A recent study says income dictates web usage as those with more money are using the internet more frequently.
The study, from Pew Internet Research, says those in higher-income households are more likely to use the internet for longer and more varied reasons than those in low-income households. While 75 percent of lower income households have access to the internet, most do not use it all that much.
Fifty five percent of those in households with an income of 75,000 or more use the internet several times a day. Only 31 percent of those in lower income households use the internet frequently.
We're used to tossing it around like everyone is using the internet. While everyone has access to the internet, only a select economic demographic are using it in a high enough frequency and engagement that captures the picture in our mind. With the lower income groups, it's a pretty stark 25 percent difference. It's different than what we have in our minds. There are haves that are very engaged and others not using it to the extent we imagined, said Jim Jansen, senior fellow at Pew Internet Research .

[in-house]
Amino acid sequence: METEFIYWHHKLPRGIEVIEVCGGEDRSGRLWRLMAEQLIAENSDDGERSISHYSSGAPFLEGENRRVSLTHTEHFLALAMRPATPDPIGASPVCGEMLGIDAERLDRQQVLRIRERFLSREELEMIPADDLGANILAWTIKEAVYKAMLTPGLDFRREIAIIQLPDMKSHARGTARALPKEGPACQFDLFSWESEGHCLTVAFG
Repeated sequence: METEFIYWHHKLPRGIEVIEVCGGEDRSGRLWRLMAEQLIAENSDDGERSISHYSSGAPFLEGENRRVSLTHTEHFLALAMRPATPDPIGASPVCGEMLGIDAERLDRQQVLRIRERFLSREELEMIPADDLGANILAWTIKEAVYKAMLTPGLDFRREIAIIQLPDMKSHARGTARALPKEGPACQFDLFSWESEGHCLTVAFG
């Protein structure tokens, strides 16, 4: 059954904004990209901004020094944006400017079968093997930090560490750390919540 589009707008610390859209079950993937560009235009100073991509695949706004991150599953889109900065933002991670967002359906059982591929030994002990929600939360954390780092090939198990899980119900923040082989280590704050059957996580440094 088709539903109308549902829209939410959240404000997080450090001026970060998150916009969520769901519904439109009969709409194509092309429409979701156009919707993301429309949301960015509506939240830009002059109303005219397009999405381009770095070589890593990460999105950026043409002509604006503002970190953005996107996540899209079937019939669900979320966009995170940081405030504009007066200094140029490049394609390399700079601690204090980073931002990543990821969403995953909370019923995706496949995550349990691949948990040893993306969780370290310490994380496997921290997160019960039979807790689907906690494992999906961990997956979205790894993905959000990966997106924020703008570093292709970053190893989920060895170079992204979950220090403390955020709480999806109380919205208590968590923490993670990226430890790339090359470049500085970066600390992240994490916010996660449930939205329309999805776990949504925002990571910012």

While the study did not specify why there was a difference in internet usage among age groups, Jansen did say one explanation might be broadband access. While 87 percent of people in high income households have broadband, only 40 percent of those in low income households do.
Certainly, Pew has done studies that show the broadband access is affordance or obstacle to using the internet. That has certainly played a part based on what people have done in past, Jansen said.
Still, Jansen said certain tasks, such as checking email or accessing online classified ads, which can be done on internet without broadband speeds were also done less frequently in lower income households. This indicates lower income households are not using in the internet frequently regardless of the connection speed.
Jansen said Pew Internet conducted three separate surveys to create the overall study over a period of time from late 2009 to September of this year. The study is part of the organization's Internet and American Life project.